I spent ten hours yesterday working on a fresh draft of my statement of purpose for graduate school. I am applying for an MSW in Social Work in Nonprofit/Social Enterprise Administration. I cranked out something I feel is a powerful and honest reflection of myself, my philosophy and my abilities and potential in the field.
A good page of this winning essay is devoted to one of my favorite quotes: ‘‘Do what you can, with what you have, where you are.’’ I supply a concrete and detailed example of doing just that in a situation (teaching English in Mexico) in which I questioned my own abilities but stuck to the principle of this quote in order to make a productive difference.
The problem is I have always attributed this quote to one of my great social work role models, Eleanor Roosevelt.
This quote, I just discovered, is not from Eleanor. It’s from Teddy.:smack:
I spent most of my paper expounding on social justice for immigrants and lauding the social work program on International Social Welfare. Not to put too fine a point on it, but Teddy Roosevelt was a racist imperialist asshole. His general manner of leadership in this area couldn’t be further from my stated goals and principles.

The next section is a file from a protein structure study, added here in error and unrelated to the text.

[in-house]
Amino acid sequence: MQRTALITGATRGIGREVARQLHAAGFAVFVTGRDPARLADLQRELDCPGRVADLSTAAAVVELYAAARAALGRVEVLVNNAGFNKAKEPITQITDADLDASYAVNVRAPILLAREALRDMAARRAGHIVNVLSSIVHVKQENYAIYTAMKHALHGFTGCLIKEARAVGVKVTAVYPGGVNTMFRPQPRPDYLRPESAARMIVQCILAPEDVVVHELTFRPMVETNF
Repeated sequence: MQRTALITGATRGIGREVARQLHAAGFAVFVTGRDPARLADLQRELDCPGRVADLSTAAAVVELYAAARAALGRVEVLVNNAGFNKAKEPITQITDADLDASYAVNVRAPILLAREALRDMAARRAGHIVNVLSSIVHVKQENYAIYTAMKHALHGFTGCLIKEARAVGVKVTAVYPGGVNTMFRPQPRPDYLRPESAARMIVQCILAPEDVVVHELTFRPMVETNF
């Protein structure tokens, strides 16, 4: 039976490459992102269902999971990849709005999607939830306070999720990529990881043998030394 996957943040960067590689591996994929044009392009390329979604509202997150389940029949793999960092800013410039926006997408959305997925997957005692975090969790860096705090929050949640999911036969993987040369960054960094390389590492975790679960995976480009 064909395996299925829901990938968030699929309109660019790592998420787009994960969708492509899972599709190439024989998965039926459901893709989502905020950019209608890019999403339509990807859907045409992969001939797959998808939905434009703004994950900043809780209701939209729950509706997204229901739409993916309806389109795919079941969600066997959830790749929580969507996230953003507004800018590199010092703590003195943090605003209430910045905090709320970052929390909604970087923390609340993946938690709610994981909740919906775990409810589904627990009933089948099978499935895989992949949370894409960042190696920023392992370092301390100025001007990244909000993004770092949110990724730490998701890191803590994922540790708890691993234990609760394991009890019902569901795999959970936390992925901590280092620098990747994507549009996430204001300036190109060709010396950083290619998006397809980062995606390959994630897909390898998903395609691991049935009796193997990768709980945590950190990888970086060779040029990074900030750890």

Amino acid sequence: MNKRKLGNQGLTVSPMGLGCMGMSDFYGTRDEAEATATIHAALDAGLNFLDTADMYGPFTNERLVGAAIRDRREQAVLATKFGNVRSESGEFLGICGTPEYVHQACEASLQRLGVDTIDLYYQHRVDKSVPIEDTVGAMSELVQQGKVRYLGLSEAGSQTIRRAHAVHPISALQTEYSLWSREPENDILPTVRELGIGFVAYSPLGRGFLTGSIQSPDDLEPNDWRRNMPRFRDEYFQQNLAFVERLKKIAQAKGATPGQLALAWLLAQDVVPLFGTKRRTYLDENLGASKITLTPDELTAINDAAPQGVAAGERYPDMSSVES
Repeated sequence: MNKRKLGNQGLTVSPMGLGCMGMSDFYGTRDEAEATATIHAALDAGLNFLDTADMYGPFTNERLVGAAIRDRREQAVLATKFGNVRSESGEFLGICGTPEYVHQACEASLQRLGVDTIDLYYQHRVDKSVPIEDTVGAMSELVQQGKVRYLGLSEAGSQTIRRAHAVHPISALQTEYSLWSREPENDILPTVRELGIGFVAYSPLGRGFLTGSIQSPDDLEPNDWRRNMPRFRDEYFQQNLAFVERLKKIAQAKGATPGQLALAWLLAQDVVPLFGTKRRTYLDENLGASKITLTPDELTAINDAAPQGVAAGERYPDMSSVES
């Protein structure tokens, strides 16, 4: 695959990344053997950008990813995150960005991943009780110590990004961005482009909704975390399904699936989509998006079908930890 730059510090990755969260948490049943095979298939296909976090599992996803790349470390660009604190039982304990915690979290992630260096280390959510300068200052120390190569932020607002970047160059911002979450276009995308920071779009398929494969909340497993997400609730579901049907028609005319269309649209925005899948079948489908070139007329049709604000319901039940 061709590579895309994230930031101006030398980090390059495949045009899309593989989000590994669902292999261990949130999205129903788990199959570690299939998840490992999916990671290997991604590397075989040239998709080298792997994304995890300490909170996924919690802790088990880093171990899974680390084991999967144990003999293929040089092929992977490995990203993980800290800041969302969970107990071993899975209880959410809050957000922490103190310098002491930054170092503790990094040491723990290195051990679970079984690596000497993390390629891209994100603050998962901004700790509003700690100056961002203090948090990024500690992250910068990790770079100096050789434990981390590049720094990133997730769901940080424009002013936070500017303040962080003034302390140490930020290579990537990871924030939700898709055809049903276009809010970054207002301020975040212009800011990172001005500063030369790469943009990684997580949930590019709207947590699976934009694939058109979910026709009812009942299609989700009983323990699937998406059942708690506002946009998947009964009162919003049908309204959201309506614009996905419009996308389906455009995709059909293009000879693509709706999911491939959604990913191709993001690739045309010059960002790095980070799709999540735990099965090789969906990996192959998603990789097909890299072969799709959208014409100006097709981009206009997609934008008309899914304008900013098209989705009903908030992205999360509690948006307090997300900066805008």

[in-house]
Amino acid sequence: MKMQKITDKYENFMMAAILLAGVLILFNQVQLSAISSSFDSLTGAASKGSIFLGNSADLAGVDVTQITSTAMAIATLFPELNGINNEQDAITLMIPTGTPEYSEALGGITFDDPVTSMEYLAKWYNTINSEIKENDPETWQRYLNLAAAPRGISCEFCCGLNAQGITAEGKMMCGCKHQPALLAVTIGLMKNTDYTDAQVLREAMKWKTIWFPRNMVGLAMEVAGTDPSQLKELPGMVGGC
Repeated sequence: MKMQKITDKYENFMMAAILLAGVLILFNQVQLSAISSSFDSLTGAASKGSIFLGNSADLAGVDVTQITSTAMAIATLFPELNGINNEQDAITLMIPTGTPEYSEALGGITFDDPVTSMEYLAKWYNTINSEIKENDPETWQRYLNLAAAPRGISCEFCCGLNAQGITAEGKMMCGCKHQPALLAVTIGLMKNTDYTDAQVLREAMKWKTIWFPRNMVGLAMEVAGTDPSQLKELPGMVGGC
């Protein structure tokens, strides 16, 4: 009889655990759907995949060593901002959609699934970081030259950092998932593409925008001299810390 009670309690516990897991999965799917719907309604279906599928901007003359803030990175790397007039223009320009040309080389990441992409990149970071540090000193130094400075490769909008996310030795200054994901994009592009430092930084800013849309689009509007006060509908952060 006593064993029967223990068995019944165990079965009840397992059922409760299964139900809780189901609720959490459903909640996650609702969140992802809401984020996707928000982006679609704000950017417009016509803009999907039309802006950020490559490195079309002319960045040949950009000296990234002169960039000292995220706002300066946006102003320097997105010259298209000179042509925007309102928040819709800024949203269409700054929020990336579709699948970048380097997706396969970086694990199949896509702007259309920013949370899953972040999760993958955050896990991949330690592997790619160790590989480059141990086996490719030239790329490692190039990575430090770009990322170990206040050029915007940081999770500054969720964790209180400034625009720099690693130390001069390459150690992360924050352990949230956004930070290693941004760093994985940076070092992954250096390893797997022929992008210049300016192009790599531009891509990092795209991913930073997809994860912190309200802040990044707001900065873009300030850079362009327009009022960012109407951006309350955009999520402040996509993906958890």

But the quote. Man I love that quote. It has been my guiding principle of social work from day one.
Do I have to axe it now? Does it matter who said it? Can I use it without sourcing it? Can I quote it without putting a bad taste in the mouths of a social work admissions board? Are there any other quotes similar to it that don’t come with such a controversial messenger?
Damn. Damn. Damn.